Why VW Built the ID.R Instead of Joining Formula E

With both Porsche and Audi racing in Formula E this year, it’s easy to wonder why Volkswagen—whose electric ambitions are, if anything, bolder—hasn’t joined, too. As it turns out, Volkswagen’s sporty department thought there was more to learn at Pikes Peak.

According to Jost Capito, head of Volkswagen R, there was much more to learn from the ID.R than there was from spec racing.

“It’s easy to get the power output of an electric motor to the level you want,” Capito told AutoExpress this weekend. “So it’s batteries, battery management and cooling that will be the big differentiators when it comes to high-performance electric road cars.”

That means that when an ID.3 R comes around, the team that makes it will have all the experience from having made its own batteries and systems. That, in turn, will allow them to make a useable sports car, rather than one that can only accelerate hard once. As Volkswagen has always done—think of the GTI—the electric Rs will be designed for usability, not bragging rights.

“We believe you need the feeling of driving a car; 0–60mph times are overrated because you do it maybe once or twice and it’s done,” says  What you need is good 60–120mph and 80-120mph acceleration – and we have to consider range and charging times, too.”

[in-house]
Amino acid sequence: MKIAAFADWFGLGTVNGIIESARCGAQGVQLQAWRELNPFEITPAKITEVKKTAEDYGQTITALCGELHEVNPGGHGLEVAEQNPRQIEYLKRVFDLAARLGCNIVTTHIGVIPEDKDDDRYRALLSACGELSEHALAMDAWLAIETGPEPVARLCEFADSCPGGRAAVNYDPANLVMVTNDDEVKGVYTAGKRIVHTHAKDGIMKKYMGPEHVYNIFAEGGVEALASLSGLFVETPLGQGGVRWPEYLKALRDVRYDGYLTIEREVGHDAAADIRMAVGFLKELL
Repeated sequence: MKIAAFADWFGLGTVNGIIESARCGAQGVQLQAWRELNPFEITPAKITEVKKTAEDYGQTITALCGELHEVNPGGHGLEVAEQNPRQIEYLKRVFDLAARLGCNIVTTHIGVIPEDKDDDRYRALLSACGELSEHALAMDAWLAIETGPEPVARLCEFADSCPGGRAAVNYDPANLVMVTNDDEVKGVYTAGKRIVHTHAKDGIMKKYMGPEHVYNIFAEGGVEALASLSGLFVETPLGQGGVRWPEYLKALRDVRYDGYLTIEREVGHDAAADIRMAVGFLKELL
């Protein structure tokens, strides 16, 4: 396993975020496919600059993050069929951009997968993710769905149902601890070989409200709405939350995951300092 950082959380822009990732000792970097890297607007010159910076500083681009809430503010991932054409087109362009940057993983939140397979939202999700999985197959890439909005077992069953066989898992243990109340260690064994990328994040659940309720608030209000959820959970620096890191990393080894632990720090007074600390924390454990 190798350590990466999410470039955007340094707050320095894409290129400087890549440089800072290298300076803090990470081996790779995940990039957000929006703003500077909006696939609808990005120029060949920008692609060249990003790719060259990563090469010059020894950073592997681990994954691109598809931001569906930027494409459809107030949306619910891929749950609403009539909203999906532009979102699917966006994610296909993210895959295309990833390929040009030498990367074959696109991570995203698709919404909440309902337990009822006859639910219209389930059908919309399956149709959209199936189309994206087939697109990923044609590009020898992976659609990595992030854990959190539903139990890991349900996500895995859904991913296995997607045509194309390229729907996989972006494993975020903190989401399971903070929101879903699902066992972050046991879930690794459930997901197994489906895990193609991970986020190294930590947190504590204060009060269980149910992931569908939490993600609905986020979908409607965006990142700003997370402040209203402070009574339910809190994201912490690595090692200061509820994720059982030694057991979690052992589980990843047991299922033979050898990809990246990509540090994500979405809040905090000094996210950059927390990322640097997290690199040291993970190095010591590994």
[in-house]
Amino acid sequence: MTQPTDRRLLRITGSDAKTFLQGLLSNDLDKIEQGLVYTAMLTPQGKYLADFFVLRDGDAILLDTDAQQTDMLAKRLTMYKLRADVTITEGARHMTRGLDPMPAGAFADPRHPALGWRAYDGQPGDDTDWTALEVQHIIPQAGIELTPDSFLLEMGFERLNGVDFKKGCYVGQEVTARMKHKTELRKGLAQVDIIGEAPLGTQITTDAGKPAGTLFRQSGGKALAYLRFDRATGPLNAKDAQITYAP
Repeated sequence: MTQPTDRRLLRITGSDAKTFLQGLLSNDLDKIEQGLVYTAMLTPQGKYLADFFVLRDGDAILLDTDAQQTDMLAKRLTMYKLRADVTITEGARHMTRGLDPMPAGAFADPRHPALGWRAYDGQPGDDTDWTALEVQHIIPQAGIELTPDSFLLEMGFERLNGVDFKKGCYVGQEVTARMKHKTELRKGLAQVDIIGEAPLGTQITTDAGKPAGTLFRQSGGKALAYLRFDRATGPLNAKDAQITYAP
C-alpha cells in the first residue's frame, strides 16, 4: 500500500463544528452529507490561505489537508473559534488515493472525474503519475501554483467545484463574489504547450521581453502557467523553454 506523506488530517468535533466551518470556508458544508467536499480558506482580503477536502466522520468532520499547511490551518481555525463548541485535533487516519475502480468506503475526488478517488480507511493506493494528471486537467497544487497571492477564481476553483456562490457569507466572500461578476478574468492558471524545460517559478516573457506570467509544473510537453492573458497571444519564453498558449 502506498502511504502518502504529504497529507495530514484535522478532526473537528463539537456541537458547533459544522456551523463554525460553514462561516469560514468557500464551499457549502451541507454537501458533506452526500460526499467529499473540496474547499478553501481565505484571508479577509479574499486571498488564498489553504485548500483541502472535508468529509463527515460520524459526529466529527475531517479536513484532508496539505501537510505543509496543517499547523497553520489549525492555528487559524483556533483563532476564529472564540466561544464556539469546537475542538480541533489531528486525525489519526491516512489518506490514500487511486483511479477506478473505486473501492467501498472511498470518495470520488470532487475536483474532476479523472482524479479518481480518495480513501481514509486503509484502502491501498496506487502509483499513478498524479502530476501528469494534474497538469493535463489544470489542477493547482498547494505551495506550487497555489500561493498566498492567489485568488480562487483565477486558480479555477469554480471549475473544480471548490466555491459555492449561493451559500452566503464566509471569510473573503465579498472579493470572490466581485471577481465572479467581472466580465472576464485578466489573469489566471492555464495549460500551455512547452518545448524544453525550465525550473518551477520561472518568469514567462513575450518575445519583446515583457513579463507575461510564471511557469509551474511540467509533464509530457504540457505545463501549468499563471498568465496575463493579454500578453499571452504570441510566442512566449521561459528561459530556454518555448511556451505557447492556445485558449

It’s been an absolute pleasure to see the ID.R test mule being driven in public for the first time. It’s called the eR1 and it’s a Golf WTCR with ID.R running gear. Here are some photos I took yesterday. You’ll be seeing more from this and the ID.R during 2020. pic.twitter.com/mv510tfytq

— Tom Lynch (@ItsTomLynch) February 2, 2020

This all comes on the heels of last weekend’s GP Ice Race in Zell am See, Austria. Volkswagen brought out an electric Golf R that was actually the test rig for the ID.R and sent it around the ice track.

You can see it running below.

Going wild in the all-electric eR1. pic.twitter.com/rYWXuX3Py6

— Volkswagen Motorsport (@volkswagenms) February 2, 2020

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